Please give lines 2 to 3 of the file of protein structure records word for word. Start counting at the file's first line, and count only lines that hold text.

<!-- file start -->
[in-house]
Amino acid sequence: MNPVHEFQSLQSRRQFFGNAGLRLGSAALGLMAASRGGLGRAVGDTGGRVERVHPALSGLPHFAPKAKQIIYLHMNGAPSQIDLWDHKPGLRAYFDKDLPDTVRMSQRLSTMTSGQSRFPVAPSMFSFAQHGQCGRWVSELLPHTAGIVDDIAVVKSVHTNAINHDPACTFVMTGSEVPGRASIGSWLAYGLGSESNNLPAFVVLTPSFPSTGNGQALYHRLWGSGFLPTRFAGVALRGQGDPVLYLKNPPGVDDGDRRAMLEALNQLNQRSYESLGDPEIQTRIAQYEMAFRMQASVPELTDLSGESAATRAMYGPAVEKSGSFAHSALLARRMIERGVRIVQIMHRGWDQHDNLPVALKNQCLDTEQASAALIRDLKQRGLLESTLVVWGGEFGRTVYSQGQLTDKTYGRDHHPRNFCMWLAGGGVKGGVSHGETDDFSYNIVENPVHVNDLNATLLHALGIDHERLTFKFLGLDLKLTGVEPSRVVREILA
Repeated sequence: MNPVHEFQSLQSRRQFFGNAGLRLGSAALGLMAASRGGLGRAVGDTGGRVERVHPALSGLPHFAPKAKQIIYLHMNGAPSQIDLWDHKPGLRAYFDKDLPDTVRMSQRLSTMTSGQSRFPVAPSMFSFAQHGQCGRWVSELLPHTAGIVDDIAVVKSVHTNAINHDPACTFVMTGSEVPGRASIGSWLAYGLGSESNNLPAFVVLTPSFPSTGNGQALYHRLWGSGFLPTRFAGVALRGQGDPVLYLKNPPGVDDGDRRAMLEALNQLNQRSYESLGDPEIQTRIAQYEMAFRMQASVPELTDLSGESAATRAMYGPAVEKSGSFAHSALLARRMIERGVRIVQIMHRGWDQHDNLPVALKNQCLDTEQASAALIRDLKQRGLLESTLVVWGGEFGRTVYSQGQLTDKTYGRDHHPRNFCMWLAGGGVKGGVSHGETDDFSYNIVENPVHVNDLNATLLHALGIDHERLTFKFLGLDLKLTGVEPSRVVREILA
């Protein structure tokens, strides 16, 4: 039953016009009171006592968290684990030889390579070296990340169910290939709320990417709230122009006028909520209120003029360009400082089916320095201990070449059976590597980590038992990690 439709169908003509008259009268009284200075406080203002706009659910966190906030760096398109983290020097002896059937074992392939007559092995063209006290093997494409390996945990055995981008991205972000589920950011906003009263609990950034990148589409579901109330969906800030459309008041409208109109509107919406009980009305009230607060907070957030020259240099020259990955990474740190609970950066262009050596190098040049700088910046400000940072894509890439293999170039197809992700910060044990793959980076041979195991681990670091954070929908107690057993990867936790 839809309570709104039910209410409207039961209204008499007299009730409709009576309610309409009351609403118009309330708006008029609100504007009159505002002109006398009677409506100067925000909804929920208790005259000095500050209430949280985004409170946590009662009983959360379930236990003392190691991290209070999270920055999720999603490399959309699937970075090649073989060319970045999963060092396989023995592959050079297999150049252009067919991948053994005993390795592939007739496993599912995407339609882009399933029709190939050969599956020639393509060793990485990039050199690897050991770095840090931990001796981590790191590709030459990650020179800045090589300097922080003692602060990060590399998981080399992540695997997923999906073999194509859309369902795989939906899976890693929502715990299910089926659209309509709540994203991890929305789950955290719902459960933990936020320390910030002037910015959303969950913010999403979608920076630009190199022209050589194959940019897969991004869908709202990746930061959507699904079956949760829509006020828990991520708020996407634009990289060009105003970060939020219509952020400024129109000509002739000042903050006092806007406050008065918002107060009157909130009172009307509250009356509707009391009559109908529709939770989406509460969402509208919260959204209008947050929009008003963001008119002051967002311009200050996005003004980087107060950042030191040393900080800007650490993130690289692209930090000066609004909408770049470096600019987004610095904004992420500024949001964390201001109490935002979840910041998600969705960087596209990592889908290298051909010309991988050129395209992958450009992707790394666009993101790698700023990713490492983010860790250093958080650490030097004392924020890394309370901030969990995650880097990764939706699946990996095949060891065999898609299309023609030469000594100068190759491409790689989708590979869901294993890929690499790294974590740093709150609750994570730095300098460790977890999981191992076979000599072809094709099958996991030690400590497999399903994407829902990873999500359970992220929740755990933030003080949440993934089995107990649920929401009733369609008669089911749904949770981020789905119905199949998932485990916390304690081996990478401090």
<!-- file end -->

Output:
Amino acid sequence: MNPVHEFQSLQSRRQFFGNAGLRLGSAALGLMAASRGGLGRAVGDTGGRVERVHPALSGLPHFAPKAKQIIYLHMNGAPSQIDLWDHKPGLRAYFDKDLPDTVRMSQRLSTMTSGQSRFPVAPSMFSFAQHGQCGRWVSELLPHTAGIVDDIAVVKSVHTNAINHDPACTFVMTGSEVPGRASIGSWLAYGLGSESNNLPAFVVLTPSFPSTGNGQALYHRLWGSGFLPTRFAGVALRGQGDPVLYLKNPPGVDDGDRRAMLEALNQLNQRSYESLGDPEIQTRIAQYEMAFRMQASVPELTDLSGESAATRAMYGPAVEKSGSFAHSALLARRMIERGVRIVQIMHRGWDQHDNLPVALKNQCLDTEQASAALIRDLKQRGLLESTLVVWGGEFGRTVYSQGQLTDKTYGRDHHPRNFCMWLAGGGVKGGVSHGETDDFSYNIVENPVHVNDLNATLLHALGIDHERLTFKFLGLDLKLTGVEPSRVVREILA
Repeated sequence: MNPVHEFQSLQSRRQFFGNAGLRLGSAALGLMAASRGGLGRAVGDTGGRVERVHPALSGLPHFAPKAKQIIYLHMNGAPSQIDLWDHKPGLRAYFDKDLPDTVRMSQRLSTMTSGQSRFPVAPSMFSFAQHGQCGRWVSELLPHTAGIVDDIAVVKSVHTNAINHDPACTFVMTGSEVPGRASIGSWLAYGLGSESNNLPAFVVLTPSFPSTGNGQALYHRLWGSGFLPTRFAGVALRGQGDPVLYLKNPPGVDDGDRRAMLEALNQLNQRSYESLGDPEIQTRIAQYEMAFRMQASVPELTDLSGESAATRAMYGPAVEKSGSFAHSALLARRMIERGVRIVQIMHRGWDQHDNLPVALKNQCLDTEQASAALIRDLKQRGLLESTLVVWGGEFGRTVYSQGQLTDKTYGRDHHPRNFCMWLAGGGVKGGVSHGETDDFSYNIVENPVHVNDLNATLLHALGIDHERLTFKFLGLDLKLTGVEPSRVVREILA